On Tue, Feb 03, 2004 at 02:22:14PM -0800, Jonathan Lipps wrote:
> I've used LaTex (specifically, MikTek) for a lot of symbolic logic problem
> sets and papers, and I like it a lot. However, I'm not sure why you would
> want to use it in writing a dictionary or if it would be at an advantage
> compared to a word processor.

I use LaTeX for the Ebisedian lexicon. There are many reasons for doing

1) The LaTeX input is plain text, which makes it easy for external,
   automated tools to process. E.g., I have a tool that parses the lexicon
   and checks that the correct word order is used (Ebisedian alphabetic
   ordering is non-trivial), and that there are no dangling
   cross-references, etc.. Eventually, I might even have an automatic
   reverse-lexicon generator that produces an English -> Ebisedian reverse
   lexicon. This would be extremely painful to do in, eg., Word.
   (Besides the fact that I wouldn't want to use Word for anything.)

2) LaTeX is about the only word-processing software I know of that can
   handle multiple custom-made diacritics on the same letter and still
   have pretty-looking output.

3) Because LaTeX input is plain text, it is easy to write a tool that will
   automatically convert Ebisedian ASCII orthography (a very ugly beast of
   which you can see samples below) into LaTeX commands that produce the
   right symbols, rather than get carpal tunnel syndrome from clicking on
   pull-down lists of symbols in a GUI-based word processor.

4) LaTeX allows the input file to be split into smaller chunks. This makes
   it easier to manage something like a lexicon, which can grow to
   enormous sizes. Currently, the Ebisedian lexicon is split into 36
   chunks, corresponding to the 36 letters of the Ebisedian alphabet,
   based on the initial letter of each word. Each file is under revision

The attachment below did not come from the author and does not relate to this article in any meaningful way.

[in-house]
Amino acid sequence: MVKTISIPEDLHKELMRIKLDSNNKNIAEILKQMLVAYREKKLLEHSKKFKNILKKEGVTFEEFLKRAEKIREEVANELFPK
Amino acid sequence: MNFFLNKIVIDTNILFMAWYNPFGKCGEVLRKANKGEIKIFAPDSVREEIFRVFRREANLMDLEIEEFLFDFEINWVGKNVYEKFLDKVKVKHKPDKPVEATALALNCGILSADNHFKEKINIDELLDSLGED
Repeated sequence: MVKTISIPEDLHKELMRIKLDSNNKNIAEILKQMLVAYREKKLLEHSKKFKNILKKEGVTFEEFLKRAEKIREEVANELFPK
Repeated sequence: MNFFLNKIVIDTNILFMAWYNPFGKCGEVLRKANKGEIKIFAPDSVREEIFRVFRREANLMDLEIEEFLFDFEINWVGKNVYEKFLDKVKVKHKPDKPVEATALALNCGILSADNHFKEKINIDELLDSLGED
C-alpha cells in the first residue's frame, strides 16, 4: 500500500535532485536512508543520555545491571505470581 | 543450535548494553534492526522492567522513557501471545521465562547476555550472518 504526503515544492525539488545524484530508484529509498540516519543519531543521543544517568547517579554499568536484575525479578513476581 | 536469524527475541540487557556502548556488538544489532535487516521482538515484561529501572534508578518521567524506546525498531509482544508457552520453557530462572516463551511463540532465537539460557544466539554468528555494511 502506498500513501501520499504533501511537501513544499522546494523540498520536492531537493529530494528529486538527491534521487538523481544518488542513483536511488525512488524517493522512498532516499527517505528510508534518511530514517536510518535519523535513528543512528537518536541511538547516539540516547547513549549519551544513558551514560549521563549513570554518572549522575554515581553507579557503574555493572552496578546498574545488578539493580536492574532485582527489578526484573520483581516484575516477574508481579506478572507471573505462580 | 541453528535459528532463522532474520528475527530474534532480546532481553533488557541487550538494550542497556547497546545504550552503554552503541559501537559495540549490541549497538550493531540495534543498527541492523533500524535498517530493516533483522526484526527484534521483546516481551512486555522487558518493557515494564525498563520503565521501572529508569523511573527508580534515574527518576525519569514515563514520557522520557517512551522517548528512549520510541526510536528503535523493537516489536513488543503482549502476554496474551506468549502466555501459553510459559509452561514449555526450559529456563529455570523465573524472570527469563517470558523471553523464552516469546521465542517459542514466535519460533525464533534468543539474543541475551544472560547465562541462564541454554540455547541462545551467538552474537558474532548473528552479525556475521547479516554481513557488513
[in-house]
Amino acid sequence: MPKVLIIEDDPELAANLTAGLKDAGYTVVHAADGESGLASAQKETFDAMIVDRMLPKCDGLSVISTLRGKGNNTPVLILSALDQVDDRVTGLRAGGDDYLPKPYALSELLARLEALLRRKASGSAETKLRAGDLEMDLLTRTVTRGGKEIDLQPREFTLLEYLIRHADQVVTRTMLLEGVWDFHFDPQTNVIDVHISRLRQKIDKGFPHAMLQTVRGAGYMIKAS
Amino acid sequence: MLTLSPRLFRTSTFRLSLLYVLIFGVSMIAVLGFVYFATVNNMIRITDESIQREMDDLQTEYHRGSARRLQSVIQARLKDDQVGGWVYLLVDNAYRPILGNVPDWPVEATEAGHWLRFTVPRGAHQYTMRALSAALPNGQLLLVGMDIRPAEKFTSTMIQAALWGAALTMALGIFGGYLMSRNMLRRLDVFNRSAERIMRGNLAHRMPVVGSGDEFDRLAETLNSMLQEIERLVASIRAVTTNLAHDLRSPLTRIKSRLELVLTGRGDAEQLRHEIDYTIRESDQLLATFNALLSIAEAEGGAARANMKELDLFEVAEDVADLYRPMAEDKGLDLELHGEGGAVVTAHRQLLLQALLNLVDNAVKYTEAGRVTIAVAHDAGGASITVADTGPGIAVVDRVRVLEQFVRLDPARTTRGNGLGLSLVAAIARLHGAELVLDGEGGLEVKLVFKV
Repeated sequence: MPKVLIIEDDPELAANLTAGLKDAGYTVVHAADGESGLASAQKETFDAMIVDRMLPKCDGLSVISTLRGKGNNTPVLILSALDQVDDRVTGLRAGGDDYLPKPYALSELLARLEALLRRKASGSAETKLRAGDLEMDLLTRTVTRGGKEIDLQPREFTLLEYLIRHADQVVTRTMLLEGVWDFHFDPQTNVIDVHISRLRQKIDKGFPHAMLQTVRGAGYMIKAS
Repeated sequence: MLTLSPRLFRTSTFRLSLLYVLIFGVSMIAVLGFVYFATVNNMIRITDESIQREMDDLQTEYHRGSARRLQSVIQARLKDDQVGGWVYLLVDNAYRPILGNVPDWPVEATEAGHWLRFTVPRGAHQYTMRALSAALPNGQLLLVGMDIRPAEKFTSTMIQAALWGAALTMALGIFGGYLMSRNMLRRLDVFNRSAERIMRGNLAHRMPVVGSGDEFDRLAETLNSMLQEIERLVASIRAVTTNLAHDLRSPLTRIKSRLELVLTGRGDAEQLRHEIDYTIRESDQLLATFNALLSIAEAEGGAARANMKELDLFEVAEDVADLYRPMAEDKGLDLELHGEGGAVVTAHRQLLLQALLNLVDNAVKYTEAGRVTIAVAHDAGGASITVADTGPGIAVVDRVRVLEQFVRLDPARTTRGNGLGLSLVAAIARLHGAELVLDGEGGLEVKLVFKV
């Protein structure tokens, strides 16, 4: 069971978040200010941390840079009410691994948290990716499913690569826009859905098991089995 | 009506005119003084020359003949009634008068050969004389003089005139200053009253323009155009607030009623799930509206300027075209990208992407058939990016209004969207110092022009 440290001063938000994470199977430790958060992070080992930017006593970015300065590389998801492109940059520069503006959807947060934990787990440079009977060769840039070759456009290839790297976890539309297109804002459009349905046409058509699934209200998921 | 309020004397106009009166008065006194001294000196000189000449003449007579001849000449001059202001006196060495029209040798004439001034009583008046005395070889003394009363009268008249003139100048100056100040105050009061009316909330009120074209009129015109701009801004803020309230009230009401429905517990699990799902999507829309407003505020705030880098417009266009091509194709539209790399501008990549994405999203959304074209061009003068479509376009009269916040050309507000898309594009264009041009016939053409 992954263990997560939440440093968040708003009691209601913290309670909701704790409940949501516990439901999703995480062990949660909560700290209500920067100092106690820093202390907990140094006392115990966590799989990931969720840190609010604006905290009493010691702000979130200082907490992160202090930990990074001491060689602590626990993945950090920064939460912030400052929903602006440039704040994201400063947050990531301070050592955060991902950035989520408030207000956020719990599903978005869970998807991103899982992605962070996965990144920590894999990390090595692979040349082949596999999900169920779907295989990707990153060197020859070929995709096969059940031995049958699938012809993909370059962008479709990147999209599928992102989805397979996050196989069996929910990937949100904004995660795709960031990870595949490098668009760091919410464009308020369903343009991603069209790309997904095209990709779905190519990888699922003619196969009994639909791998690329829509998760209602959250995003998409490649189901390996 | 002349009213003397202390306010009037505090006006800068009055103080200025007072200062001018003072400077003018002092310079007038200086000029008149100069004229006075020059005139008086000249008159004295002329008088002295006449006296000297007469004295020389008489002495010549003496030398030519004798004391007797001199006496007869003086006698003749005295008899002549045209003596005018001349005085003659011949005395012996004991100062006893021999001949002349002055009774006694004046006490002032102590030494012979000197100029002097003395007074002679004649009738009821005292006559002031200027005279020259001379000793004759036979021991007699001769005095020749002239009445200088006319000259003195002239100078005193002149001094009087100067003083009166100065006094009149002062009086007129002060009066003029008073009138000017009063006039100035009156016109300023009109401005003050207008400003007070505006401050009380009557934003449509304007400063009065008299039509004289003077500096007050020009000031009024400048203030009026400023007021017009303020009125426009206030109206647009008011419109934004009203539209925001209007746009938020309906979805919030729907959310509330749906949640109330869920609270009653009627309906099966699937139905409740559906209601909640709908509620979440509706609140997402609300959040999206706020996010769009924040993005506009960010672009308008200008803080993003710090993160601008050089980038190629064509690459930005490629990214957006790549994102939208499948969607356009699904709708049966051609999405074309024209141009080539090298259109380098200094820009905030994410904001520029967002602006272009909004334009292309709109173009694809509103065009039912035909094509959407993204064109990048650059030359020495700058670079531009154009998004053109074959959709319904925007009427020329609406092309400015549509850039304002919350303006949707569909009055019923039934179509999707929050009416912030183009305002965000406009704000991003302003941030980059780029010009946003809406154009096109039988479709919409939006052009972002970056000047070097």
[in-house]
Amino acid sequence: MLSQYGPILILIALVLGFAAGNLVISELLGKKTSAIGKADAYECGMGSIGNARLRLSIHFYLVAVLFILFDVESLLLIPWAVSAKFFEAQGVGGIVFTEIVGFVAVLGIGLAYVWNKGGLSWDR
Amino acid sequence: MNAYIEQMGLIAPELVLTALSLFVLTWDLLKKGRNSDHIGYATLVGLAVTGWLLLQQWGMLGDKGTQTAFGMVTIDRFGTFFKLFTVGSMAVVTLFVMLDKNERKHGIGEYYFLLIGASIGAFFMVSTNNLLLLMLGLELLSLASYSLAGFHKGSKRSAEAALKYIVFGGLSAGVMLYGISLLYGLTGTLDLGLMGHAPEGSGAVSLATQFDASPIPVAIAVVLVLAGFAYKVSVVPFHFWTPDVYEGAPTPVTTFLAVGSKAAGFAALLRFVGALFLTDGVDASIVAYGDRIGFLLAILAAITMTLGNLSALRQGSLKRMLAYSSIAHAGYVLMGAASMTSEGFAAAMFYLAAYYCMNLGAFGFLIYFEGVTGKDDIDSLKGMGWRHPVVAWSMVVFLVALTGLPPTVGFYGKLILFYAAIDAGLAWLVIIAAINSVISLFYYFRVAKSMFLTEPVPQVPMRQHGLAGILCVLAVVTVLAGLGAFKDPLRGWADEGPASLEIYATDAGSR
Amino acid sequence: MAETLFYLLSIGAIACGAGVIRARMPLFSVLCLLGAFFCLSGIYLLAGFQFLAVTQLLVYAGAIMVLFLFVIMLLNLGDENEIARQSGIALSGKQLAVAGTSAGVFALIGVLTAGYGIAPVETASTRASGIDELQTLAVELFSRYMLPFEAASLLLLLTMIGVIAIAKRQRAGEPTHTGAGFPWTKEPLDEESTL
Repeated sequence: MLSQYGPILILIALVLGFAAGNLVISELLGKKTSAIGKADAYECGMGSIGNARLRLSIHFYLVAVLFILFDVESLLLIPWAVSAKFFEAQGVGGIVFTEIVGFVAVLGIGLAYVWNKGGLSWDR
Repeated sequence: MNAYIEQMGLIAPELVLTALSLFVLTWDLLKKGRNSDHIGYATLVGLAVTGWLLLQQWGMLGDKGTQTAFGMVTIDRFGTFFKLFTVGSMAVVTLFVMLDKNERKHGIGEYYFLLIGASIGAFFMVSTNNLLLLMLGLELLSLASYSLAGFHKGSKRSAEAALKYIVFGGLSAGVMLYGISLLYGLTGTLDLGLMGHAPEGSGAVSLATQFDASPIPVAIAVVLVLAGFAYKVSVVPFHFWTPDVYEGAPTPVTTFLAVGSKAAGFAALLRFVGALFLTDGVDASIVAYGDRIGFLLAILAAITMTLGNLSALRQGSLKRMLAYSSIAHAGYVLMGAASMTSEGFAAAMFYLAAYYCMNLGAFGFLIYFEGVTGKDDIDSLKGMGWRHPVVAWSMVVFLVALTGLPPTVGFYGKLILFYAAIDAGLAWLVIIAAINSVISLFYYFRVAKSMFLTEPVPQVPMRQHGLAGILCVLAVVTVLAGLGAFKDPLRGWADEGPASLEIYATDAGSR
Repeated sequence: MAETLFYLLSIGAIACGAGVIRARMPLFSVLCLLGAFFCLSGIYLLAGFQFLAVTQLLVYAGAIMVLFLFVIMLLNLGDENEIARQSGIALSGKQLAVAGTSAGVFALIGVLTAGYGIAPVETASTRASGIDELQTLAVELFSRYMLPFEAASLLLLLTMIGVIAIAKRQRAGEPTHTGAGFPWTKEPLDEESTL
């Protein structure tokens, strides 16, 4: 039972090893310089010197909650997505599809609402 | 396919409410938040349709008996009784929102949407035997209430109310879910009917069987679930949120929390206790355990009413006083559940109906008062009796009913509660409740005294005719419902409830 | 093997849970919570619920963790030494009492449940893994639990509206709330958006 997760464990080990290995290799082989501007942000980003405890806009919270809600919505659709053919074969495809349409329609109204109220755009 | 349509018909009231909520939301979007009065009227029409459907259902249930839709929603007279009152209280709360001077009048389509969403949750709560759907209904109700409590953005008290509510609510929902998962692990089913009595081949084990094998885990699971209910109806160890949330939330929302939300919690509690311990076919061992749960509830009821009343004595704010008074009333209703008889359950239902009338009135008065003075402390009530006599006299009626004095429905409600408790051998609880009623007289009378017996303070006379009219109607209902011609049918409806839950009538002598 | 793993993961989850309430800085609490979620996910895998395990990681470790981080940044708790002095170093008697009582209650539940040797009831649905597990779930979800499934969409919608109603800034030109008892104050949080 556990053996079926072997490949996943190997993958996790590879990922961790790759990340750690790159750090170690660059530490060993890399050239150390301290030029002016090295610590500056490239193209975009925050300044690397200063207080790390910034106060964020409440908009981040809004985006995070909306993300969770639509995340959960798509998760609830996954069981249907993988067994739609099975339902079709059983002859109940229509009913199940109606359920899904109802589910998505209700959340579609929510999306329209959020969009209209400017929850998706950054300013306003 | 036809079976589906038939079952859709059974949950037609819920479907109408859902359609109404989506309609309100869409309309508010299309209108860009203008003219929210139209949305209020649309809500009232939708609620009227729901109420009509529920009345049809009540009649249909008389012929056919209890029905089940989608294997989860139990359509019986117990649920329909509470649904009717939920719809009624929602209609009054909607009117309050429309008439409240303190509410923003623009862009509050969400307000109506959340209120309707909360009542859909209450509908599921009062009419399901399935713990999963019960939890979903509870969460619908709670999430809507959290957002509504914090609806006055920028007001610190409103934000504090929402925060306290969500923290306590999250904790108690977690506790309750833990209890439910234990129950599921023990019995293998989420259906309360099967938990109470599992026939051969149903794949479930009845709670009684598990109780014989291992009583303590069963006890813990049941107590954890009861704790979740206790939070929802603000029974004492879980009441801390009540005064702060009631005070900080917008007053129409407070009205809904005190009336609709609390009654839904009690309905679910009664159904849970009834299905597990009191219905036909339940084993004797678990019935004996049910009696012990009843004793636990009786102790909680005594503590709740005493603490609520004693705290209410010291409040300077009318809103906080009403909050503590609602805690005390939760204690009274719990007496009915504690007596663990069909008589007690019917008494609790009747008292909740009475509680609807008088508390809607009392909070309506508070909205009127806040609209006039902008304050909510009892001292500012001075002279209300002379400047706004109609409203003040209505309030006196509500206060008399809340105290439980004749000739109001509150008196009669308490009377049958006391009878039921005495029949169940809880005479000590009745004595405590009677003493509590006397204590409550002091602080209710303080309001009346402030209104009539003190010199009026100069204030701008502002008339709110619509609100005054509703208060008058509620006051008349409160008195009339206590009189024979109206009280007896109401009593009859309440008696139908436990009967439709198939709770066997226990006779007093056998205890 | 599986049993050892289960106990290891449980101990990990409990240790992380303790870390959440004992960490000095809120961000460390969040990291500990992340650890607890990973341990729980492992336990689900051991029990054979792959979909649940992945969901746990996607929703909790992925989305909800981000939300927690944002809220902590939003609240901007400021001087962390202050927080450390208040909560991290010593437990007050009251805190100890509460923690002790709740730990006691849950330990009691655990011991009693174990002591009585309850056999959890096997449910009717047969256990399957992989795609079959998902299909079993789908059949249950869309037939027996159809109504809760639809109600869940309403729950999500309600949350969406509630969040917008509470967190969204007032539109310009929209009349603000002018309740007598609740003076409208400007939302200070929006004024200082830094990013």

control, and I find it more useful to have a separate revision control
   for each letter in the lexicon than to have everything in one gigantic
   unmanageable file.

5) LaTeX has a powerful macro system that makes it trivial to add little
   bells and whistles like something that counts the number of entries in
   the lexicon and prints it in the appendix.

6) LaTeX has superior formatting above all other software I know of. You
   can see the results here:

   Or for the PostScript-enabled:

As an example of the superiority of LaTeX, consider the following text,
written in Ebisedian ASCII orthography:

	tww'ma esa'ni erosa'ni t3
		zota' katou' ke.
		zota' cutou' ce.
		zota' rotou' re.
		keve ta'ma ebu' n3 Ta'l3n di gh3'.
		my'nac3 katui' ke.
		my'nac3 cutui' ce.
		my'nac3 rotui' re.
		Ta'lin. kil3 icu'ro bis33'di.

The same text formatted by LaTeX can be seen here:

I'm sure you'll agree that the LaTeX version is much more pleasant to the
eye. I dare anyone to produce the same text in Word with the same or
better quality. ;-)


Today's society is one of specialization: as you grow, you learn more and
more about less and less. Eventually, you know everything about nothing.